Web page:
Tuesday 23 February 2016

The Trunk Show goes to Birmingham

Angharad and I have just been to Birmingham for the weekend, taking a suitcase full of knitting and crocheted pieces from the Guild collection (Angharad) and another of tools, gadgets and publications (me).  They were selected highlights, designed to give an idea of what the collection covers, and we showed them to the Birmingham branch of the Guild at their monthly meeting on Saturday.

It was their second meeting in the new John Lewis store, above New Street station.  The store has a Community Hub, a room that's available for local groups to use, free - a wonderful resource for the city.   We restricted the trunk show to fifteen people, so that they could all sit around a table and have a close look at the things we had brought - cotton gloves provided.

A 1930s child's Fair Isle cardigan

Some of the pieces that we showed are favourites that we have shown several times, like the child's Fair Isle cardigan bought in Jenners in Edinburgh in the 1930s.  But we try to include some things that we have not shown before - on Saturday, we showed Kaffe Fassett's Citrus Pyramid jacket for the first time.    

Kaffe Fassett's Citrus Pyramid jacket

The daffodil doiley travelled safely in its pizza box, and arrived with the daffodils uncrushed.

Another new item was a 1950s sleeveless top, knitted sideways in a mauve yarn with a silver metallic thread running through it.  It was donated last year by the daughter of the woman who knitted it.  It came with a photo of the knitter wearing it (off the shoulders) in 1958 and looking very glamorous.

The 1950s sleeveless top, and a  set of crocheted Russian dolls

We stayed on Friday night with Janet, the convenor, and I stayed on Saturday night too - the prospect of a Birmingham balti was irresistible.   And on Sunday, Janet and I went to the Toft Alpaca Shop and farm.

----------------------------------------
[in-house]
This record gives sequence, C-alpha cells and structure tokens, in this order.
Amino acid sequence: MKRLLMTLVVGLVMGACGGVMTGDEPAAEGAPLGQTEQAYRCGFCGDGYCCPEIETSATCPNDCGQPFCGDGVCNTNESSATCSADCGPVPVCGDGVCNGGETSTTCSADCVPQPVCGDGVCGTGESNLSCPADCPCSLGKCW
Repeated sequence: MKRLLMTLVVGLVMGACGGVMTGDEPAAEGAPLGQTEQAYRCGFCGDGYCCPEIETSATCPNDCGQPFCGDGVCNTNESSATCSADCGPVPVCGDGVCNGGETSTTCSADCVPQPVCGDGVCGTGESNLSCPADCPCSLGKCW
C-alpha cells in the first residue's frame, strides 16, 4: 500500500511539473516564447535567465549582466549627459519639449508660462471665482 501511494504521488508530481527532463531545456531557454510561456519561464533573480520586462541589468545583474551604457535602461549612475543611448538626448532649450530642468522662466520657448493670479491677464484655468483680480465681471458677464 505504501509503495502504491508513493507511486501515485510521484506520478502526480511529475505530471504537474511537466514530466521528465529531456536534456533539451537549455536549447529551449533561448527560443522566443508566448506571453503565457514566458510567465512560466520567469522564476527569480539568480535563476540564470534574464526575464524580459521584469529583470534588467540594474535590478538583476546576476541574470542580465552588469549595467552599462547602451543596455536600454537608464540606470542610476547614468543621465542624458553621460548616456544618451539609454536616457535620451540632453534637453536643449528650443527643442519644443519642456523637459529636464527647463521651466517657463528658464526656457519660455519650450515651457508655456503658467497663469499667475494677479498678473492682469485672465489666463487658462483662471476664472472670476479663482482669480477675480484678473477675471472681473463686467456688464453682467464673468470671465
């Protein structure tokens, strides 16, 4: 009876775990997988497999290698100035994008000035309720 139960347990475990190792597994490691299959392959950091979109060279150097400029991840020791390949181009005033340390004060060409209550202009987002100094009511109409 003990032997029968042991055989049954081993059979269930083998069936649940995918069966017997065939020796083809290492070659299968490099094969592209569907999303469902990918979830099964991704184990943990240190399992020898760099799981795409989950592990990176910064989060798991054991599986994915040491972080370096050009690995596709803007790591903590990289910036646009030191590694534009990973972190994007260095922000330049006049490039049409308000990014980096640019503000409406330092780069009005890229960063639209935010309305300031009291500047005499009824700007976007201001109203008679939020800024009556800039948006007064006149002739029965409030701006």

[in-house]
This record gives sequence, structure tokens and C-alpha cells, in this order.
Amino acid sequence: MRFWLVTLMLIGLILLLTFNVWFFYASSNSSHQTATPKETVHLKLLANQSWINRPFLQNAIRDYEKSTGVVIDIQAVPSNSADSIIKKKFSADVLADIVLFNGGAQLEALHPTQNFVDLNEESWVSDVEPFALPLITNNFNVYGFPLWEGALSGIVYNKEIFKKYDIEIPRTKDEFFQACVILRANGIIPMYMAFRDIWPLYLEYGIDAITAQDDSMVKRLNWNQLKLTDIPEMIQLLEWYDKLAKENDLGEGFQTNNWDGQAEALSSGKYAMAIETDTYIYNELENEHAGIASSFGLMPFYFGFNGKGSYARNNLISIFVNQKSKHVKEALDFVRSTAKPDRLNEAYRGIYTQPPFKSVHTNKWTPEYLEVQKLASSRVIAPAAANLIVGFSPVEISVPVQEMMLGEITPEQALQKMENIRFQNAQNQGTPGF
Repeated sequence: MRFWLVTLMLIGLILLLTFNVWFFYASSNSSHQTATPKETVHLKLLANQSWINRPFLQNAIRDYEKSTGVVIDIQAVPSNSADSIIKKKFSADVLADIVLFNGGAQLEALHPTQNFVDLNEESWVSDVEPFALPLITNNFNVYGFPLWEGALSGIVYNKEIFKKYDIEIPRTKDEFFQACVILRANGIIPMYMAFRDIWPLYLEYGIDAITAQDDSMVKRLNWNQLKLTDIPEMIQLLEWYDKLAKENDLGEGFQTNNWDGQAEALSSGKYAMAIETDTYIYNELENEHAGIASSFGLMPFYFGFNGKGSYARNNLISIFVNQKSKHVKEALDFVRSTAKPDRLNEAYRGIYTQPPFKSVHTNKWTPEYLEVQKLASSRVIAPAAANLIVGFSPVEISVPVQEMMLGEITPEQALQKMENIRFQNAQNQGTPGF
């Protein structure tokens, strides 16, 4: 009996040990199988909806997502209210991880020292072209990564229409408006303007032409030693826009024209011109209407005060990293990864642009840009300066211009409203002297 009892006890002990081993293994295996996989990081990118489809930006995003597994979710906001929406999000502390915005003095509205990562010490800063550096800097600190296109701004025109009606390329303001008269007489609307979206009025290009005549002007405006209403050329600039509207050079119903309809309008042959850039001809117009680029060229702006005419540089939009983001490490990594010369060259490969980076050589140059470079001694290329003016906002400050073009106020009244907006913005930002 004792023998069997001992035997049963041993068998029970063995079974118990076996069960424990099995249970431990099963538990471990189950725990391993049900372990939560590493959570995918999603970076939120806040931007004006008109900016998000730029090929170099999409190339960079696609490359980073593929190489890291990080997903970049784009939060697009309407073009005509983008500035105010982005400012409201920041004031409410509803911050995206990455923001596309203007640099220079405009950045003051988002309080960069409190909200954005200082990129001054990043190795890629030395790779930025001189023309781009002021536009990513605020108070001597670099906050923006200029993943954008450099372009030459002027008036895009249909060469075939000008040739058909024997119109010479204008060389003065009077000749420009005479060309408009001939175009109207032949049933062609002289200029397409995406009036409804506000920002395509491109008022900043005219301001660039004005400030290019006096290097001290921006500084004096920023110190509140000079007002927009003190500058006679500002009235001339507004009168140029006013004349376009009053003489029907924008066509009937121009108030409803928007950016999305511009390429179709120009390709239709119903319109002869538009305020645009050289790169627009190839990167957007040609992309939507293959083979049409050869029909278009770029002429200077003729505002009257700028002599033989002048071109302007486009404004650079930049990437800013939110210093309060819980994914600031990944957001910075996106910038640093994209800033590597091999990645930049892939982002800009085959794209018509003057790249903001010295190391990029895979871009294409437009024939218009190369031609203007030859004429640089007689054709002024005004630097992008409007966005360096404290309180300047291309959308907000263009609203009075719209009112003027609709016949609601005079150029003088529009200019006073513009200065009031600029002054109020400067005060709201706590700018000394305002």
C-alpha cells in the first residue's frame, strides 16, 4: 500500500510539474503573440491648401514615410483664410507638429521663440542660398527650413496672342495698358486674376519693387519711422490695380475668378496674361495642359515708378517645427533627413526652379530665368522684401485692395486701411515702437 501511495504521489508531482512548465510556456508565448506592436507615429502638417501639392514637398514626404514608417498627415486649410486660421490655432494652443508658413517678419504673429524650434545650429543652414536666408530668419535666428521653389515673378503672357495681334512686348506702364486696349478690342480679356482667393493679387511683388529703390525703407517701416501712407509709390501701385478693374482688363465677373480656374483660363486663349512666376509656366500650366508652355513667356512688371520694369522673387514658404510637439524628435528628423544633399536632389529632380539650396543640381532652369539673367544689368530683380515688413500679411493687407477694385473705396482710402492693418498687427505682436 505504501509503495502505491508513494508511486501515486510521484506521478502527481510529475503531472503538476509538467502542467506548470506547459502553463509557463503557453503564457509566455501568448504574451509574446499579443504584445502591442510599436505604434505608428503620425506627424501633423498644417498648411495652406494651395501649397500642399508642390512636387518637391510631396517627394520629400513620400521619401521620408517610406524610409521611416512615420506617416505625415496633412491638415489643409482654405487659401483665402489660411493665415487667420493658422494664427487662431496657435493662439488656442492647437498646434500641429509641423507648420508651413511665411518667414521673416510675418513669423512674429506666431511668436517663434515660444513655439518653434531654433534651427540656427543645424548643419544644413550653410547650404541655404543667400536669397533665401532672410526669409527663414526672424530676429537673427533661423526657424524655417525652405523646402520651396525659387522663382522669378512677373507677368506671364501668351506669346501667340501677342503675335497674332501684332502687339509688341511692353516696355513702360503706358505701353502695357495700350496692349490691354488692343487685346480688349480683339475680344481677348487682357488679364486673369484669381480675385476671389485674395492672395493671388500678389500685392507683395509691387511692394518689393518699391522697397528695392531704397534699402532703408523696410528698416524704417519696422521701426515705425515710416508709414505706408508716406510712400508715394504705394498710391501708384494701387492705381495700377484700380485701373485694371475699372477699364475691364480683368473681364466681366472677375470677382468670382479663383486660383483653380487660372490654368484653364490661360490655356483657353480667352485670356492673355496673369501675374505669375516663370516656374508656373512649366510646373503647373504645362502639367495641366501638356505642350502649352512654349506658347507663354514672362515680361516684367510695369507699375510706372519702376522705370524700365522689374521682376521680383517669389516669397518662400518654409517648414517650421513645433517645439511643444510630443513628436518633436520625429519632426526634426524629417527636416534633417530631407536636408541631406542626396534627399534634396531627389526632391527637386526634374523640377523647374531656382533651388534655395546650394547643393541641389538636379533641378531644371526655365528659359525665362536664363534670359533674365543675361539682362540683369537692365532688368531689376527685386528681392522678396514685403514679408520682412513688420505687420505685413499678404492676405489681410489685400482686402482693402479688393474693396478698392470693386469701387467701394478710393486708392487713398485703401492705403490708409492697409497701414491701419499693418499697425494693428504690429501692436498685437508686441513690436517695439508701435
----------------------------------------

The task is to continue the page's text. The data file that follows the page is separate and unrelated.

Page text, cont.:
A scarf pattern from the Toft Alpaca Shop

We had coffee in the cafe, and browsed the patterns and the (delectable) yarns in the shop.  The yarn is mostly undyed, but there is a surprising range of colours.

 And of course we wanted to see the alpacas, so went for a walk across the farm.  We were told that there were about 200 alpacas in the further fields - we didn't see that many, but certainly quite a lot.

We had a very nice lunch in the Dun Cow in Dunchurch, the nearby village, and then I came home. It was a really good weekend.  Thanks to Janet for her generous hospitality, and to the Birmingham branch for providing an enthusiastic and appreciative audience.

The Birmingham Guild meetings are open to everyone - you don't need to be a member of the Knitting & Crochet Guild.  If anyone would like information on future meetings, you can email Janet:  janetwcollins at outlook dot com.



  1. What a fabulous doily! Love the child's cardigan too.

    1. The cardigan is very special - worn by the donor when she was a child, and by her children too.

  2. The child's Fair Isle cardigan is a joy and its lovely that you know the history behind it too. It makes it even more special.

    1. Yes, definitely - knowing some of the story behind a piece makes it much more interesting and precious.


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